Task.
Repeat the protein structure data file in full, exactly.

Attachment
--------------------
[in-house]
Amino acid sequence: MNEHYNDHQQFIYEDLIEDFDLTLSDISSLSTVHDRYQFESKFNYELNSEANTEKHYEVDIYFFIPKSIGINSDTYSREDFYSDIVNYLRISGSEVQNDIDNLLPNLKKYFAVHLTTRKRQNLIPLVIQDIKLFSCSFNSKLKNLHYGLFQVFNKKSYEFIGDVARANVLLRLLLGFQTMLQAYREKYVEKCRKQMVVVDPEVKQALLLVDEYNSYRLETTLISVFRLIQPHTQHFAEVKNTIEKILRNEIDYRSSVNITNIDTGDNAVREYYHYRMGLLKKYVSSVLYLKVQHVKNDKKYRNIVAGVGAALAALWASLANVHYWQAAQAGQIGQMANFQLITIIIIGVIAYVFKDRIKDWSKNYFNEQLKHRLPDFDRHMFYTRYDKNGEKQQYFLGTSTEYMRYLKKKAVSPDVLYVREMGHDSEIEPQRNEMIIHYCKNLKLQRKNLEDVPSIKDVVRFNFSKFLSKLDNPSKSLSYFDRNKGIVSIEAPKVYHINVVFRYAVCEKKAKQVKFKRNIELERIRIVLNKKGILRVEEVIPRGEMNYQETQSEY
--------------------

[in-house]
Amino acid sequence: MNEHYNDHQQFIYEDLIEDFDLTLSDISSLSTVHDRYQFESKFNYELNSEANTEKHYEVDIYFFIPKSIGINSDTYSREDFYSDIVNYLRISGSEVQNDIDNLLPNLKKYFAVHLTTRKRQNLIPLVIQDIKLFSCSFNSKLKNLHYGLFQVFNKKSYEFIGDVARANVLLRLLLGFQTMLQAYREKYVEKCRKQMVVVDPEVKQALLLVDEYNSYRLETTLISVFRLIQPHTQHFAEVKNTIEKILRNEIDYRSSVNITNIDTGDNAVREYYHYRMGLLKKYVSSVLYLKVQHVKNDKKYRNIVAGVGAALAALWASLANVHYWQAAQAGQIGQMANFQLITIIIIGVIAYVFKDRIKDWSKNYFNEQLKHRLPDFDRHMFYTRYDKNGEKQQYFLGTSTEYMRYLKKKAVSPDVLYVREMGHDSEIEPQRNEMIIHYCKNLKLQRKNLEDVPSIKDVVRFNFSKFLSKLDNPSKSLSYFDRNKGIVSIEAPKVYHINVVFRYAVCEKKAKQVKFKRNIELERIRIVLNKKGILRVEEVIPRGEMNYQETQSEY